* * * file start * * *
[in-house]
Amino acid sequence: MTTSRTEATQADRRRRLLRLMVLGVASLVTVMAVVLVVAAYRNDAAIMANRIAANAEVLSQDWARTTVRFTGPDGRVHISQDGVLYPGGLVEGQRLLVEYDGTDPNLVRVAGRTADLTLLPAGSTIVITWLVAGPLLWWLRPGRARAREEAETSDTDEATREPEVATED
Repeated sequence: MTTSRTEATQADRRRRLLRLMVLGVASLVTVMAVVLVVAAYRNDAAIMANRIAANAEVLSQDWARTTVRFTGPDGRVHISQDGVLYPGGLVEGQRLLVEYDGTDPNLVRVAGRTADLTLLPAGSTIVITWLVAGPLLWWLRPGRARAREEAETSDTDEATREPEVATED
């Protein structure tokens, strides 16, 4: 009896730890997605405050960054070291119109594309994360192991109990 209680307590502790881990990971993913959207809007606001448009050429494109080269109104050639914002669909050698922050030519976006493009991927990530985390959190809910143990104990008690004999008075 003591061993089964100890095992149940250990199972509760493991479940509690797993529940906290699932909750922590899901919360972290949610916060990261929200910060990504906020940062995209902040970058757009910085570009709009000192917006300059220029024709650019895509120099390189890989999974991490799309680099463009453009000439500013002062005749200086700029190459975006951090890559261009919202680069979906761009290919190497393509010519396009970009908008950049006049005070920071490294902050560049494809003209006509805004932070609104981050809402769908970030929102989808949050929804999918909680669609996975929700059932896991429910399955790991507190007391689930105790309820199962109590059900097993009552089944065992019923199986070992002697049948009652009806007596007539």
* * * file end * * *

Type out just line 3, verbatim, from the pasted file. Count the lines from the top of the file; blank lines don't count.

Repeated sequence: MTTSRTEATQADRRRRLLRLMVLGVASLVTVMAVVLVVAAYRNDAAIMANRIAANAEVLSQDWARTTVRFTGPDGRVHISQDGVLYPGGLVEGQRLLVEYDGTDPNLVRVAGRTADLTLLPAGSTIVITWLVAGPLLWWLRPGRARAREEAETSDTDEATREPEVATED